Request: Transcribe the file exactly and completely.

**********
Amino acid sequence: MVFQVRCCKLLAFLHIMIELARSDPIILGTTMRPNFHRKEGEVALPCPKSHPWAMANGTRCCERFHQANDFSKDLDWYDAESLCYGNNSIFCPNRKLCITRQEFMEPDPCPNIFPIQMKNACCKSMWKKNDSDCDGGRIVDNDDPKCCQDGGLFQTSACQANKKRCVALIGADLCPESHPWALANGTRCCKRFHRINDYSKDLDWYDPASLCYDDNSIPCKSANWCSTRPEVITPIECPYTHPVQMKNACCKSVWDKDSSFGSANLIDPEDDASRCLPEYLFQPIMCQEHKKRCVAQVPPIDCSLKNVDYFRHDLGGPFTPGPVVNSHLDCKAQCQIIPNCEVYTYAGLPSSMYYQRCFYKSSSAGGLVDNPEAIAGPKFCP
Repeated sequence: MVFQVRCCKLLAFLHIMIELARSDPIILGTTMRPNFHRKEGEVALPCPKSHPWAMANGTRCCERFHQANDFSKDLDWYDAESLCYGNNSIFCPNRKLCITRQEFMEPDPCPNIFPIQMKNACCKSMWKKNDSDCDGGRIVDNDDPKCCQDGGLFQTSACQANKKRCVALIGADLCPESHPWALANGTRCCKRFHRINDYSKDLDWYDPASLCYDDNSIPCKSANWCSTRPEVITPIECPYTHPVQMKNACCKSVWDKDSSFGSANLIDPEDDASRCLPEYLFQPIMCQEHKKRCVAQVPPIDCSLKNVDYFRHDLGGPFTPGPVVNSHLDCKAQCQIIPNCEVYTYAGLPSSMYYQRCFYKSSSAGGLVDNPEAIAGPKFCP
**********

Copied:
Amino acid sequence: MVFQVRCCKLLAFLHIMIELARSDPIILGTTMRPNFHRKEGEVALPCPKSHPWAMANGTRCCERFHQANDFSKDLDWYDAESLCYGNNSIFCPNRKLCITRQEFMEPDPCPNIFPIQMKNACCKSMWKKNDSDCDGGRIVDNDDPKCCQDGGLFQTSACQANKKRCVALIGADLCPESHPWALANGTRCCKRFHRINDYSKDLDWYDPASLCYDDNSIPCKSANWCSTRPEVITPIECPYTHPVQMKNACCKSVWDKDSSFGSANLIDPEDDASRCLPEYLFQPIMCQEHKKRCVAQVPPIDCSLKNVDYFRHDLGGPFTPGPVVNSHLDCKAQCQIIPNCEVYTYAGLPSSMYYQRCFYKSSSAGGLVDNPEAIAGPKFCP
Repeated sequence: MVFQVRCCKLLAFLHIMIELARSDPIILGTTMRPNFHRKEGEVALPCPKSHPWAMANGTRCCERFHQANDFSKDLDWYDAESLCYGNNSIFCPNRKLCITRQEFMEPDPCPNIFPIQMKNACCKSMWKKNDSDCDGGRIVDNDDPKCCQDGGLFQTSACQANKKRCVALIGADLCPESHPWALANGTRCCKRFHRINDYSKDLDWYDPASLCYDDNSIPCKSANWCSTRPEVITPIECPYTHPVQMKNACCKSVWDKDSSFGSANLIDPEDDASRCLPEYLFQPIMCQEHKKRCVAQVPPIDCSLKNVDYFRHDLGGPFTPGPVVNSHLDCKAQCQIIPNCEVYTYAGLPSSMYYQRCFYKSSSAGGLVDNPEAIAGPKFCP